The world we live in today is considerably less tolerant of organisations that put people at risk. That is the reality and whether we like it or not is irrelevant. A serious injury or death on the property of an organisation that could be reasonably expected to foresee such an occurrence (however infrequent it might happen and regardless of past history) would be at best damaging and at worst catastrophic for the reputation and future of the organisation. In any case it would have a human cost that probably none of us would consider acceptable. Surely we want everyone to go home from a visit to a Heritage Railway in the same condition they arrived?

    Sent from my SM-A405FN using Tapatalk
     
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  3. martin1656

    martin1656 Part of the furniture Friend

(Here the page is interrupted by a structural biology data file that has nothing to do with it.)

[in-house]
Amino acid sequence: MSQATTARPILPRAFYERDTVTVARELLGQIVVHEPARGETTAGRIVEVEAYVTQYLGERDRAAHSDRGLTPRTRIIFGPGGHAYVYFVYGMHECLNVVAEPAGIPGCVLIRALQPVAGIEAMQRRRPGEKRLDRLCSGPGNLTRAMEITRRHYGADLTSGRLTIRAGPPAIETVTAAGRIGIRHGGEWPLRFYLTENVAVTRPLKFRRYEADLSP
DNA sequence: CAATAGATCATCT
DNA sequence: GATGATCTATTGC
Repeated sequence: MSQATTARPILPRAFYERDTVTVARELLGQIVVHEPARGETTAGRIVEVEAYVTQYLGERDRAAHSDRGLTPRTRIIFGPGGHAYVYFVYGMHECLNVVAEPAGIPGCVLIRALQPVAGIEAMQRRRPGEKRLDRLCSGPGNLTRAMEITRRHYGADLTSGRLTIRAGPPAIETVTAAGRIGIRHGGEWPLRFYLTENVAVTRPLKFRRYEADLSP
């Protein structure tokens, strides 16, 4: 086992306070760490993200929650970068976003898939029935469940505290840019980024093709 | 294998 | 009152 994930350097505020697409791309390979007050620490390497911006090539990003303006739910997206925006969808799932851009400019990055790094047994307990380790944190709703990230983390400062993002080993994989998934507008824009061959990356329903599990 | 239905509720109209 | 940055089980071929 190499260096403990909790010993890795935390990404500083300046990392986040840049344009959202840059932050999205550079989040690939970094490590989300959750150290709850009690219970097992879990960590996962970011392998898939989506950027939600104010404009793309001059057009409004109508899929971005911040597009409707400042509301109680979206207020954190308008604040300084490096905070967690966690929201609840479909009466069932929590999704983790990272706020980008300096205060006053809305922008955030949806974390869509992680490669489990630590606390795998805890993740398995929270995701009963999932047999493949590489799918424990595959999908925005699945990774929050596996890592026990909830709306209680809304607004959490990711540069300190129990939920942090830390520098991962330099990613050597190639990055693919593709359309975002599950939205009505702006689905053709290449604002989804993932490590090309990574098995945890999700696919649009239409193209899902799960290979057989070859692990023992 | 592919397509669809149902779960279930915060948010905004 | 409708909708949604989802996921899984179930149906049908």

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    I have a question about the locomotive situation , and overhauls, at the moment the only engine coming out of service in the next 12 months is the 9F, and that's going to back to Crewe for overhaul, i'm imagining that 35005 will be the next engine to return then I would imagine in the meanwhile the boiler shop will be focussing on 850 what state is nelson in mechanically? the boiler I believe has needed a lot of work just to see it through its ticket, so will it need less work this time round? the next loco due out of traffic is 41312 , in I believe 4 years I would imagine the ideal replacement will be 75078, or 73096 , dependent on which has the fastest turn round, ( the 5 is complete and a known quantity) after that Cheltenham will become due, so again, either 34105, or either of the standards with 80150 and the BB Being the last two new restoration projects to be tackled. is there a list of when engines become due for ten year overhauls, and what engine is likily to replace them when their tickets run out?